How satisfied are you with your Nepali presence and have you been reaching your sales target?
William Grant and Sons is a Family owned business, our partnerships with our distributors is very important for us. We work very closely with them across the globe, we are very glad of the partnership we have here.
Nepal has been a unique experience so far. We know the country has gone through a fair amount of churn and has its own challenges. The way people have evolved with the country’s political journey has been great. I think they should be proud of it. At the same time, one does realize that the journey and challenges is still ongoing, and there are needs that need to be met first. That said, the Nepalese are well travelled, aware of the global brands and trends at par with the people of other developing markets. That has a bearing on premium categories like ours. Consequently, we have grown well so far, thanks to the love for our liquid and our brands that consumers have over here.
Compared to other premium brands in the same price range and quality, your brand is relatively new and unknown in Nepal. How big of a challenge is this?
There is an inherent difference in the categories itself. Today the consumer continuously wants to upgrade to products and brands that offer higher value. What we bring to the table are unique products that offer consumers an opportunity to upgrade and enjoy our brands, which comes at a price. We have a wide range of products some of them operate in luxury category catering to those needs. Today the aware consumer is willing to pay more for better value and that is what we offer.
For most international brands in Nepal sales are usually focused in Kathmandu. Have you had a different experience?
We certainly have a presence in various parts of Nepal as there are relevant consumers across. But the fact remains that the majority of sales is centered in and around Kathmandu. Kathmandu has enormous consumption volumes for our brand compared to rest of Nepal. I think that is the same for other products in the category. I believe that there is an opportunity for nationwide sales, especially in areas with high tourism and industries.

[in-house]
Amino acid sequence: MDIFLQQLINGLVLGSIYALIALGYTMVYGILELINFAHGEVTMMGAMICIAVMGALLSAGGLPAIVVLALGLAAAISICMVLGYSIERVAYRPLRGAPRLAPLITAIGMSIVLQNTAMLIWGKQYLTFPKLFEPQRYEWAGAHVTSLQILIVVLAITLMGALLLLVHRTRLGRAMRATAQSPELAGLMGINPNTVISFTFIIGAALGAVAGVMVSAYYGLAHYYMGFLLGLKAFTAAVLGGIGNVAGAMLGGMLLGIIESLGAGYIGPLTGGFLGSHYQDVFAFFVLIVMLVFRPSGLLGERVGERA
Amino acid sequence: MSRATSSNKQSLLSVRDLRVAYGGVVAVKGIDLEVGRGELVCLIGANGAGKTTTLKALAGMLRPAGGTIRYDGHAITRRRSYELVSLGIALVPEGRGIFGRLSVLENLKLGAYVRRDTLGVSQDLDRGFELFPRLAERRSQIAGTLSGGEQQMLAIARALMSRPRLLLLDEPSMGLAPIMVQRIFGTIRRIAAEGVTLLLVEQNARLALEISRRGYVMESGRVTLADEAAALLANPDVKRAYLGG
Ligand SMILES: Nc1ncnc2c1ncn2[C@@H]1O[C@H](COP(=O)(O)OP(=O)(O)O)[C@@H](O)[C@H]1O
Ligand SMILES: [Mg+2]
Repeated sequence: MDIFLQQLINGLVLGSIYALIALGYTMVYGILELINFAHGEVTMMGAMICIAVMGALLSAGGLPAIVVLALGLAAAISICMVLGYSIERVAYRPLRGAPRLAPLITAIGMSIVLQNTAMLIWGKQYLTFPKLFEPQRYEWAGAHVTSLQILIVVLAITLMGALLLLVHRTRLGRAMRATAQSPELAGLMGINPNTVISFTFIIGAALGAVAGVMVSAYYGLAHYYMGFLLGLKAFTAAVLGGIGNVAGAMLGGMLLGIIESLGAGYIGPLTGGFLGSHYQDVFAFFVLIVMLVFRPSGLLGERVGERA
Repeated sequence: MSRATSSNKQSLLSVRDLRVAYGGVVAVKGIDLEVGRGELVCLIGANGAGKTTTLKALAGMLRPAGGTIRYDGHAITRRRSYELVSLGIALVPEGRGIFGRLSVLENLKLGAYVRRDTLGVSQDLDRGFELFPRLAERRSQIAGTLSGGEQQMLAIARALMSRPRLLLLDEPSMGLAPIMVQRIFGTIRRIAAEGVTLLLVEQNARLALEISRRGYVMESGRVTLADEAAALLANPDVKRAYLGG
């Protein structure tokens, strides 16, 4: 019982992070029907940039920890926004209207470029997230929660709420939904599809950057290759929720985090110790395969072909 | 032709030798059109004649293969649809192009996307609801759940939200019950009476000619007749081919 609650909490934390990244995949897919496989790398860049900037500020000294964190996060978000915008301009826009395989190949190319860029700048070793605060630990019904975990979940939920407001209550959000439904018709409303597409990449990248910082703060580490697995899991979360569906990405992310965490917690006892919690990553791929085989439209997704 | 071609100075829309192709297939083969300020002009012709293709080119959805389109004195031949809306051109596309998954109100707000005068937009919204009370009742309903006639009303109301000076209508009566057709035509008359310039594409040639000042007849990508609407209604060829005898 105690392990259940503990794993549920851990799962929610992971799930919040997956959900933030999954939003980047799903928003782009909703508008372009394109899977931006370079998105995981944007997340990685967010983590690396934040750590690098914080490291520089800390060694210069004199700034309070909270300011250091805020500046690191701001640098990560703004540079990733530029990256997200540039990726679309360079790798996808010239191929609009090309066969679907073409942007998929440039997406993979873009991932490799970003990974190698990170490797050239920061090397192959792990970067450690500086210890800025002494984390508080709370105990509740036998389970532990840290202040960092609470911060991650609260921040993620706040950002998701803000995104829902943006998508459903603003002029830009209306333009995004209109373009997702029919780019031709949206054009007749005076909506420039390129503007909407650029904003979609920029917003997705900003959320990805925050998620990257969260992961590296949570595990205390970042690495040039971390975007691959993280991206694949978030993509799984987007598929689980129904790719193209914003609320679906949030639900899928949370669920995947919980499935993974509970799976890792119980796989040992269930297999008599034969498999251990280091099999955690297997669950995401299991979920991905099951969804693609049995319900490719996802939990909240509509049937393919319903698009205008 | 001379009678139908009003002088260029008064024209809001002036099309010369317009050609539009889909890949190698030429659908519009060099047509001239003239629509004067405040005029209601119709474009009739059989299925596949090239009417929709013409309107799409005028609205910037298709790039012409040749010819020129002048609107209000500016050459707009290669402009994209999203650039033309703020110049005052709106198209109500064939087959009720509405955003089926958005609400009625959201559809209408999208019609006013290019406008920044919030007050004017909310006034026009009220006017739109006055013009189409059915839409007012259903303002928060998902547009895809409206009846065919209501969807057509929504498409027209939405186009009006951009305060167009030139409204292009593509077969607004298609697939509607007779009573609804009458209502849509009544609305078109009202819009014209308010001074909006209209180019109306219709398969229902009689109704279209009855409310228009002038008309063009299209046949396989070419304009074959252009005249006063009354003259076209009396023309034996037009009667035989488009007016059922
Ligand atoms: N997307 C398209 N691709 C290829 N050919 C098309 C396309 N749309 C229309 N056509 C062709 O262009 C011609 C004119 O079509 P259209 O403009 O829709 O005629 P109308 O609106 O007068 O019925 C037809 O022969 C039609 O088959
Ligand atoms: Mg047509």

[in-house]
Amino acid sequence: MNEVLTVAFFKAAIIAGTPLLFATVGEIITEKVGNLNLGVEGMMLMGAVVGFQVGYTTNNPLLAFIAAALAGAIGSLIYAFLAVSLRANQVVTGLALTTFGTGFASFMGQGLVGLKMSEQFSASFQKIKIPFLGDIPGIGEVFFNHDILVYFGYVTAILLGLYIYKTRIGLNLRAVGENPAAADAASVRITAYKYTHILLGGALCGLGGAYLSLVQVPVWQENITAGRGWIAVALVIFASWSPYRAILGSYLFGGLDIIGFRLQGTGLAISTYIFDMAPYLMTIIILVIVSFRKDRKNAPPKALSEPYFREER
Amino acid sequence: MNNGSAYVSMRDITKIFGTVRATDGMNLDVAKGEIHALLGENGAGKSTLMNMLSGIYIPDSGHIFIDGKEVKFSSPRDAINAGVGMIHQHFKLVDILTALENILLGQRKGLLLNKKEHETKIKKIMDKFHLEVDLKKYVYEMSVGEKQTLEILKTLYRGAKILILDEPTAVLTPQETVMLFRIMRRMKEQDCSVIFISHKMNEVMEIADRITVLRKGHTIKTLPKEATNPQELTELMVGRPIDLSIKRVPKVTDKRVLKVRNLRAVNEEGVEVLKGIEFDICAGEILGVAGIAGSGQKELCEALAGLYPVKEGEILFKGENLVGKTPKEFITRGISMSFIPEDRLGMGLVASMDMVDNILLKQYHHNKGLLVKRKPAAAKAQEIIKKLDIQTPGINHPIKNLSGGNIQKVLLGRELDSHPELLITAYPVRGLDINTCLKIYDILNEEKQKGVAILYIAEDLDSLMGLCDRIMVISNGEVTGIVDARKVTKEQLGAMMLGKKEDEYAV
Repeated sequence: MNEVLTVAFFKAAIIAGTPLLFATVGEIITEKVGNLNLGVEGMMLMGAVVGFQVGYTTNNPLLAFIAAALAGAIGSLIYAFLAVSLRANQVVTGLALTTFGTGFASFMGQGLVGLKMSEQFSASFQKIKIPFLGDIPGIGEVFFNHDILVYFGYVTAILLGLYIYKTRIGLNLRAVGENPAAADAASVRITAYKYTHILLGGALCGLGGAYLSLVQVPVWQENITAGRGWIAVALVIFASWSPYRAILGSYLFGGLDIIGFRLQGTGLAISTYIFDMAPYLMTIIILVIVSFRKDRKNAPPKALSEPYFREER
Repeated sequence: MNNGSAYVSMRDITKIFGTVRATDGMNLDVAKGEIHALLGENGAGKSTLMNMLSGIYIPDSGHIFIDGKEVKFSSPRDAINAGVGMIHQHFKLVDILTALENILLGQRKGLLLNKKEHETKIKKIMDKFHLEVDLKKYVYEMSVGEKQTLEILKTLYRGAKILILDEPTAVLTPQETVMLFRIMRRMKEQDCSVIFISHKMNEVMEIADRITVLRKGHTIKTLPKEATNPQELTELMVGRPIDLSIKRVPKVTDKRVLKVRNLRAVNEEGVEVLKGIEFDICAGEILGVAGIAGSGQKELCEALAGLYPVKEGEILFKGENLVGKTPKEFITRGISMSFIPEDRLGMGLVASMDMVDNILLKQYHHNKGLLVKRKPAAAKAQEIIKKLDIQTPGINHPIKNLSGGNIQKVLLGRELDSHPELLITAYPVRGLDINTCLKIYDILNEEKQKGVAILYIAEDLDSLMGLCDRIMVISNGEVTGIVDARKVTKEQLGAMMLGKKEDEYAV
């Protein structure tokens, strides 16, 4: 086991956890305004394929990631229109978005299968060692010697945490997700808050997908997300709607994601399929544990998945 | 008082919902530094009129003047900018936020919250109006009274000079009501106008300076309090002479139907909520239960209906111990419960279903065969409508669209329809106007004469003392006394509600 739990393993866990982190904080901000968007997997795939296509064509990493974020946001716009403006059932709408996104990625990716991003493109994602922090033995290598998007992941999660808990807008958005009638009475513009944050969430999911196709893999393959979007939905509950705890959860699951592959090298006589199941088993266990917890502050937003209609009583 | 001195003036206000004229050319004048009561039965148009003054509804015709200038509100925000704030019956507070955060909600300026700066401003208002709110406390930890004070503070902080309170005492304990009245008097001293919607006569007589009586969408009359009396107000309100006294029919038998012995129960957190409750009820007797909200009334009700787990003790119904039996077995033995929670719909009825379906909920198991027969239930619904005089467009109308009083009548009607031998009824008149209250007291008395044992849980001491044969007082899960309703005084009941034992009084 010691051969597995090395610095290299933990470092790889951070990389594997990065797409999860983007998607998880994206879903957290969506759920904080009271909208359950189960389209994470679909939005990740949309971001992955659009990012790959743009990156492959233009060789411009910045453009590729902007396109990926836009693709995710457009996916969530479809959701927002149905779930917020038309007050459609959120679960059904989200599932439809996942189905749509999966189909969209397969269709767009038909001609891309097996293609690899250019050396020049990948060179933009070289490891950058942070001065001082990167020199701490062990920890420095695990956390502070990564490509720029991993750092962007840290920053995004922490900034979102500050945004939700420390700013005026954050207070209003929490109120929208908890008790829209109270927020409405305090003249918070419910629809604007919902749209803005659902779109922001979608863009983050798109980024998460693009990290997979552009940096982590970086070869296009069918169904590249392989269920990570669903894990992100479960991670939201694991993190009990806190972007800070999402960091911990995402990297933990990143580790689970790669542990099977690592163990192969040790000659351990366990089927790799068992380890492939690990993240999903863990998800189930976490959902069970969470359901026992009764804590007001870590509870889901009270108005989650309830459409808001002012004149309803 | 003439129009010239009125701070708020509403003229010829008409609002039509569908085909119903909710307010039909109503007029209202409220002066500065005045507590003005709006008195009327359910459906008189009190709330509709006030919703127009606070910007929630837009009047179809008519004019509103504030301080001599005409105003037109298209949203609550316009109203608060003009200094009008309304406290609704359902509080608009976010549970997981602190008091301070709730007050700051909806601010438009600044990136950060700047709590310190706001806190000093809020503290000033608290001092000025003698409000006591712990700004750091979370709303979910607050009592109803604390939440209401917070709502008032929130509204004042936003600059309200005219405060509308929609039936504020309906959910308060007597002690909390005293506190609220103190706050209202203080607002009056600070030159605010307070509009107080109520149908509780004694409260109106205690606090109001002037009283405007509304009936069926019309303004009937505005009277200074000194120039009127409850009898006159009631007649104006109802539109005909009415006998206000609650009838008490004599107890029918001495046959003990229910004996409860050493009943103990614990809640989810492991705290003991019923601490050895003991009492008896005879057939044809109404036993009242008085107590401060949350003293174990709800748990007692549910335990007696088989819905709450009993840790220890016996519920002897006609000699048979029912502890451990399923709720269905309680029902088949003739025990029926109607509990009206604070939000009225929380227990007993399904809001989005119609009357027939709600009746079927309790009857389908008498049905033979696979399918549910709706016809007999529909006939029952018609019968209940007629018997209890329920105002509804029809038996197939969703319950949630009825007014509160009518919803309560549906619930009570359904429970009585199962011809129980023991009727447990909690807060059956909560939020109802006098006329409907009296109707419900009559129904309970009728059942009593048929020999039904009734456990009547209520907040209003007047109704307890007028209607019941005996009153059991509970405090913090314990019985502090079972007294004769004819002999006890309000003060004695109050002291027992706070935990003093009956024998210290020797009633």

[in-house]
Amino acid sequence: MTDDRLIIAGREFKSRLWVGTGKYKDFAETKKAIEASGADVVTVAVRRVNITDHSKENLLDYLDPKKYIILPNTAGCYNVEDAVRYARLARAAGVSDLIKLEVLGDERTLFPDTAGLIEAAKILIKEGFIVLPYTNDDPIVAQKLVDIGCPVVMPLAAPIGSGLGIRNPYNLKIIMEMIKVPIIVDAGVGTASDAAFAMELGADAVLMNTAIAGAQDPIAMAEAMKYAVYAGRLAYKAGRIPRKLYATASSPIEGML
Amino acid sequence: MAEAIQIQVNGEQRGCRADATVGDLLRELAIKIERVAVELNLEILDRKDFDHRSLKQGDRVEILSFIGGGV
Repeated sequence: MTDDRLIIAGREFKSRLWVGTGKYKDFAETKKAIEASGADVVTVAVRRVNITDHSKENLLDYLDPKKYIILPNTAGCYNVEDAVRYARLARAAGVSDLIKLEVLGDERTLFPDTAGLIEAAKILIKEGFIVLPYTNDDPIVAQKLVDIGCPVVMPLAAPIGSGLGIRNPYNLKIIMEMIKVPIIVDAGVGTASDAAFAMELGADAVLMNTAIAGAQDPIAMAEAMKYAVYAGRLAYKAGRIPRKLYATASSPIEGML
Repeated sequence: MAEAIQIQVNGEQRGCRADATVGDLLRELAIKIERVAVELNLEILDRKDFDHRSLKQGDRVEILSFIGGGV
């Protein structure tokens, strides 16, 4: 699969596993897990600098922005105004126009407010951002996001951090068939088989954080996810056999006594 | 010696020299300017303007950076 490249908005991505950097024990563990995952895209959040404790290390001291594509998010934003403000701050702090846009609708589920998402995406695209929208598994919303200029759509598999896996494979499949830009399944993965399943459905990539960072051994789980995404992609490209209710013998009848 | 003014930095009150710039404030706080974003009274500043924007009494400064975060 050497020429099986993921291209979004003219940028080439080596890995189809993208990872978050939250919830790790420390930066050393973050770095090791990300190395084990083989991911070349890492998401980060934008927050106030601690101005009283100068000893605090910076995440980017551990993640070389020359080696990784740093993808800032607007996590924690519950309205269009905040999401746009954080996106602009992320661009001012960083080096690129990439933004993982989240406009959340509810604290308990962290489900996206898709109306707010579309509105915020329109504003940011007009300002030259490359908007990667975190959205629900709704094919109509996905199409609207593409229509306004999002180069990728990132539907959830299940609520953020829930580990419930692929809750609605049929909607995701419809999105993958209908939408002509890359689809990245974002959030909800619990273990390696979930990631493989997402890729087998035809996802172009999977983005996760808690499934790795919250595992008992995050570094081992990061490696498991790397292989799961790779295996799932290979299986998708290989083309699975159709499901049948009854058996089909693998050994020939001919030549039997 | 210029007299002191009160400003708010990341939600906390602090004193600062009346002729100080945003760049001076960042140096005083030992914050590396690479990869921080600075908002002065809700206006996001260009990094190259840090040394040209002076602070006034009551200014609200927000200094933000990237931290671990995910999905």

Nepal is a small country with heavy taxes and strict alcohol regulations. How does that affect an international brand like yours?
Despite its size, Nepal is a developing nation in South Asia. A developing market always has huge opportunities. If you look at the average age in Nepal, it has a young population. People are traveling across the world, and they have high remuneration and exposure. This creates disposable incomes which means people now value products and brands and trends happening all over the world.
Alcohol is seen differently in different parts of the world. In many countries, alcohol is not the best cultural fit. What one cannot ignore is that governments also need revenue from this category, like other luxury and lifestyle categories. People involved in policy making for alcohol need to have a medium to long term approach. Culturally, this is a country where drinking is not a taboo. Where alcohol is a part of tradition and culture there should not be too much control from a taxation or regulation point of view. Too much control is never good. We have all seen such practices becoming counterproductive. We work in many countries and always encourage responsible drinking.